Manjaro 20.0 Lysia has been released lately. In this article, I’ll take a look at the features of Manjaro Linux in general, discuss why people like Manjaro and compare the performance of Cinnamon desktop with Linux Mint 19.3 Cinnamon edition.
Manjaro Linux: Why so popular?
To every stereotype there is some element of truth. One of the main reasons that Manjaro is so popular has to do with its roots. Manjaro is based on Arch Linux and inherits many elements of Arch Linux but it is a very distinct project.
Unlike Arch Linux, almost everything is pre-configured in Manjaro. This makes it one of the most user-friendly Arch-based distributions. A lot of new users get attracted to this idea and I can’t blame them.
Will Manjaro then can be the new Ubuntu for a new comer? My answer is Yes!
Just as Ubuntu made “Linux for human beings”, Manjaro made “Arch Linux for human beings”.
But his doesn’t mean Manjaro is a Linux distribution for beginners only. Manjaro can be suitable for both and experienced users.
Let me go over some of the main features of Manjaro.
If you want to take control in your own hands, you can use Manjaro Architect. It provides a terminal-based installer. It is still easier than installing directly through commands.
Desktop environments and Window Managers of your choice
Officially Manjaro Linux supports Xfce desktop as the default choice. The Xfce in Manjaro looks good thanks to the customization. Manjaro also offers GNOME and KDE Plasma variants.
X86 architecture is not a limitation for Manjaro
You are not limited to X86 architecture with Manjaro as it is ARM architecture friendly.
Rolling release but not rolling blindly
Manjaro is a stable bleeding edge rolling release and is claimed to be more tested than Arch Linux because it performs some additional testing before releasing the updates.
New hardware? One click and it’s done.
Manjaro comes with a hardware detection tool known as MHWD. If you need drivers for your hardware, just open it, click on “Auto Install” and wait until it’s finished. That’s it.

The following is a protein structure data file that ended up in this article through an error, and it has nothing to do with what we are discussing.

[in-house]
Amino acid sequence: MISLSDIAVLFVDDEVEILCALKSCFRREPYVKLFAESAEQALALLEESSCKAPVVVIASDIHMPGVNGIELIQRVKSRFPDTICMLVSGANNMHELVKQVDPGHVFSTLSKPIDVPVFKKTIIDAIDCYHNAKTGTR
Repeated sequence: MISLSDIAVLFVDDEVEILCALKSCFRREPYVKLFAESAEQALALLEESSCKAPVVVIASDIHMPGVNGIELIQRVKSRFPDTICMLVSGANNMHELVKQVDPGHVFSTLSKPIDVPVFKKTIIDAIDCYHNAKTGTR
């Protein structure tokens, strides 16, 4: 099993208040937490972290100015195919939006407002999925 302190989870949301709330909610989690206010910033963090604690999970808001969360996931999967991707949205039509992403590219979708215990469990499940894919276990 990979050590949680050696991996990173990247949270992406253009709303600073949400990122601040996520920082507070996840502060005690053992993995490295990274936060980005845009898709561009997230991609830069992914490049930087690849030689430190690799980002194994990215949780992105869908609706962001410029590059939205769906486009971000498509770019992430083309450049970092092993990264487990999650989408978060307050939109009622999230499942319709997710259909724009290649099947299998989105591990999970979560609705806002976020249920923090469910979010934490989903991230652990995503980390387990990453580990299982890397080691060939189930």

Ease to switch Linux kernels.
Power-users and people who need special features of the Linux Kernel that don’t come with the default one, can just switch to a different Kernel with one click.
- RT-Kernel (Real Time) is suitable for a multimedia user and for applications real time features.
- LTS kernel is the way to go if stability your priority.
- Latest kernel has the latest features and supports the latest hardware. Did you get a recently introduced to the market graphics card? The newest kernel is for you.
Manjaro supports multiple installed Kernels at the same time. Just re-boot your system and make your selection in the boot menu.
Access to the massive Arch User Repository (AUR)
What doesn’t work so well with Ubuntu-based distributions is managing Personal Package Archives (PPAs). A PPA is a repository for a single or several applications, usually from an independent developer.
Managing PPAs can become troublesome. They should be purged as they can become abandoned and orphaned without notice. You need to reinstate them if you reinstall Ubuntu.
Snap and Flatpack support in the Pamac software manager
Global set of mirrors
No-matter your location Manjaro has a great number of servers which is known as mirrors and you can choose the closest available.
This simple command will ping a list of mirrors for your country only, rating each one and reordering the list so the faster mirrors are at the top. Don’t forget to run the command once you get back home!
ZFS filesystem support
As mentioned previously, command line interface installer is called Manjaro Architect and if you are an experienced user there is a guide to follow. You can use ZFS filesystem as root in Manjaro 20.0 Lysia Architect.
Performance comparison of Manjaro 19 Cinnamon with Linux Mint 19.3 Cinnamon
I am not an expert on performance comparison and other low-level stuff. So, please forgive me if you dislike this comparison.
Manjaro feels snappier than Ubuntu and its derivatives. So, what can explain the speed benefits?
A possible explanation could be the RAM and active tasks usage on idle.
Here are the stats for idle Manjaro Cinnamon. The idle memory usage is 577 MB.
Here are the stats for an idle Linux Mint Cinnamon. The idle memory usage is 656 MB.
By running the below command you can check the running services in Linux:
systemctl list-unit-files --state=enabled --no-pager
The results on Manjaro:
The results on Linux Mint:
Each of these services consume system resources, and more specifically system memory and kernel time.
Manjaro takes most of the risk out of the rolling model by delaying the release of new applications and features for several weeks. The rolling distribution, out-of-the-box Arch experience will win you over.
- No-hassle experience
- Kernel management
- Superior packaging system
- Excellent hardware detection
- Fast & responsive
Let me know your thoughts on Manjaro on the comments below and don’t forget to subscribe to our weekly Linux newsletter.